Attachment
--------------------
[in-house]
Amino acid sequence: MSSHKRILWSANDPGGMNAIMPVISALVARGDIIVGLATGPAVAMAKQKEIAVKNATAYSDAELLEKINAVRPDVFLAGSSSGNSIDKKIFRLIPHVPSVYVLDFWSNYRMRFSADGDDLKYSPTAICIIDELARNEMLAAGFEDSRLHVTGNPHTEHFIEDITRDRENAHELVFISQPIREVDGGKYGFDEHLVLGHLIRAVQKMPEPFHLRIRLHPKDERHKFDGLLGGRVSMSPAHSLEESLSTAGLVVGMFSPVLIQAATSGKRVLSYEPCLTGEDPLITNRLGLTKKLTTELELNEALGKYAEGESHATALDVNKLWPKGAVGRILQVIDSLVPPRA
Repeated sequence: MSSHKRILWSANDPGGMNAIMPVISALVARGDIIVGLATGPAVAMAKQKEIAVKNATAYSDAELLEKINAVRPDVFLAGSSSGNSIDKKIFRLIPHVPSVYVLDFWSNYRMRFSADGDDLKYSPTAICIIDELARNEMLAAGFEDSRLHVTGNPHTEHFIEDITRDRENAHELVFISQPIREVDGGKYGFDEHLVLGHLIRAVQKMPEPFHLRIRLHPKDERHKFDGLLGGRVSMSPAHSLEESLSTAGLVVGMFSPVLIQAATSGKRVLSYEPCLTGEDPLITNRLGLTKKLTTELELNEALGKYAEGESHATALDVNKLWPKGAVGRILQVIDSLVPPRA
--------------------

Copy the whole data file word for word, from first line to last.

[in-house]
Amino acid sequence: MSSHKRILWSANDPGGMNAIMPVISALVARGDIIVGLATGPAVAMAKQKEIAVKNATAYSDAELLEKINAVRPDVFLAGSSSGNSIDKKIFRLIPHVPSVYVLDFWSNYRMRFSADGDDLKYSPTAICIIDELARNEMLAAGFEDSRLHVTGNPHTEHFIEDITRDRENAHELVFISQPIREVDGGKYGFDEHLVLGHLIRAVQKMPEPFHLRIRLHPKDERHKFDGLLGGRVSMSPAHSLEESLSTAGLVVGMFSPVLIQAATSGKRVLSYEPCLTGEDPLITNRLGLTKKLTTELELNEALGKYAEGESHATALDVNKLWPKGAVGRILQVIDSLVPPRA
Repeated sequence: MSSHKRILWSANDPGGMNAIMPVISALVARGDIIVGLATGPAVAMAKQKEIAVKNATAYSDAELLEKINAVRPDVFLAGSSSGNSIDKKIFRLIPHVPSVYVLDFWSNYRMRFSADGDDLKYSPTAICIIDELARNEMLAAGFEDSRLHVTGNPHTEHFIEDITRDRENAHELVFISQPIREVDGGKYGFDEHLVLGHLIRAVQKMPEPFHLRIRLHPKDERHKFDGLLGGRVSMSPAHSLEESLSTAGLVVGMFSPVLIQAATSGKRVLSYEPCLTGEDPLITNRLGLTKKLTTELELNEALGKYAEGESHATALDVNKLWPKGAVGRILQVIDSLVPPRA